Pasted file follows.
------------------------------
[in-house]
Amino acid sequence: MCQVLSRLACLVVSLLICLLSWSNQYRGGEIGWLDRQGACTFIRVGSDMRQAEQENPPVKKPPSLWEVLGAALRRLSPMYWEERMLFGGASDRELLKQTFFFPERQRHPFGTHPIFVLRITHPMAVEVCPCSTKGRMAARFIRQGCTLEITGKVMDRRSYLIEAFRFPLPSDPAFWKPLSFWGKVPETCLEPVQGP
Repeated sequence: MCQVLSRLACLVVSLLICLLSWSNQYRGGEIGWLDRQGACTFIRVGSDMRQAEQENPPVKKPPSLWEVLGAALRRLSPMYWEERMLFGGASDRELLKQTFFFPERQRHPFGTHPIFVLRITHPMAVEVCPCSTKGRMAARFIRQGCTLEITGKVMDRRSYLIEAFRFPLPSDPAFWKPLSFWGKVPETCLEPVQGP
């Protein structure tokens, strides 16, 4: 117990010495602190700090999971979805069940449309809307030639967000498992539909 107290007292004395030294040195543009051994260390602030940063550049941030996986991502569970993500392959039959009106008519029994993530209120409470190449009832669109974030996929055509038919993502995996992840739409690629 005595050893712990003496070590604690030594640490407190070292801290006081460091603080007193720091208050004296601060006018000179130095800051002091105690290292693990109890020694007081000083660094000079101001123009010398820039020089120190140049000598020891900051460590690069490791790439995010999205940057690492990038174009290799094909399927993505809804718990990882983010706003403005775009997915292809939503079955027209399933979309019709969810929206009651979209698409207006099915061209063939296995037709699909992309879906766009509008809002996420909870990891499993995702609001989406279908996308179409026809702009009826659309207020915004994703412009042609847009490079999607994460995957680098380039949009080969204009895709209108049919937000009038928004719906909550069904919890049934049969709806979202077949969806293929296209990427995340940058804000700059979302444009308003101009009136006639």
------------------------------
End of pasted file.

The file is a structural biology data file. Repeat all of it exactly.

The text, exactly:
[in-house]
Amino acid sequence: MCQVLSRLACLVVSLLICLLSWSNQYRGGEIGWLDRQGACTFIRVGSDMRQAEQENPPVKKPPSLWEVLGAALRRLSPMYWEERMLFGGASDRELLKQTFFFPERQRHPFGTHPIFVLRITHPMAVEVCPCSTKGRMAARFIRQGCTLEITGKVMDRRSYLIEAFRFPLPSDPAFWKPLSFWGKVPETCLEPVQGP
Repeated sequence: MCQVLSRLACLVVSLLICLLSWSNQYRGGEIGWLDRQGACTFIRVGSDMRQAEQENPPVKKPPSLWEVLGAALRRLSPMYWEERMLFGGASDRELLKQTFFFPERQRHPFGTHPIFVLRITHPMAVEVCPCSTKGRMAARFIRQGCTLEITGKVMDRRSYLIEAFRFPLPSDPAFWKPLSFWGKVPETCLEPVQGP
């Protein structure tokens, strides 16, 4: 117990010495602190700090999971979805069940449309809307030639967000498992539909 107290007292004395030294040195543009051994260390602030940063550049941030996986991502569970993500392959039959009106008519029994993530209120409470190449009832669109974030996929055509038919993502995996992840739409690629 005595050893712990003496070590604690030594640490407190070292801290006081460091603080007193720091208050004296601060006018000179130095800051002091105690290292693990109890020694007081000083660094000079101001123009010398820039020089120190140049000598020891900051460590690069490791790439995010999205940057690492990038174009290799094909399927993505809804718990990882983010706003403005775009997915292809939503079955027209399933979309019709969810929206009651979209698409207006099915061209063939296995037709699909992309879906766009509008809002996420909870990891499993995702609001989406279908996308179409026809702009009826659309207020915004994703412009042609847009490079999607994460995957680098380039949009080969204009895709209108049919937000009038928004719906909550069904919890049934049969709806979202077949969806293929296209990427995340940058804000700059979302444009308003101009009136006639």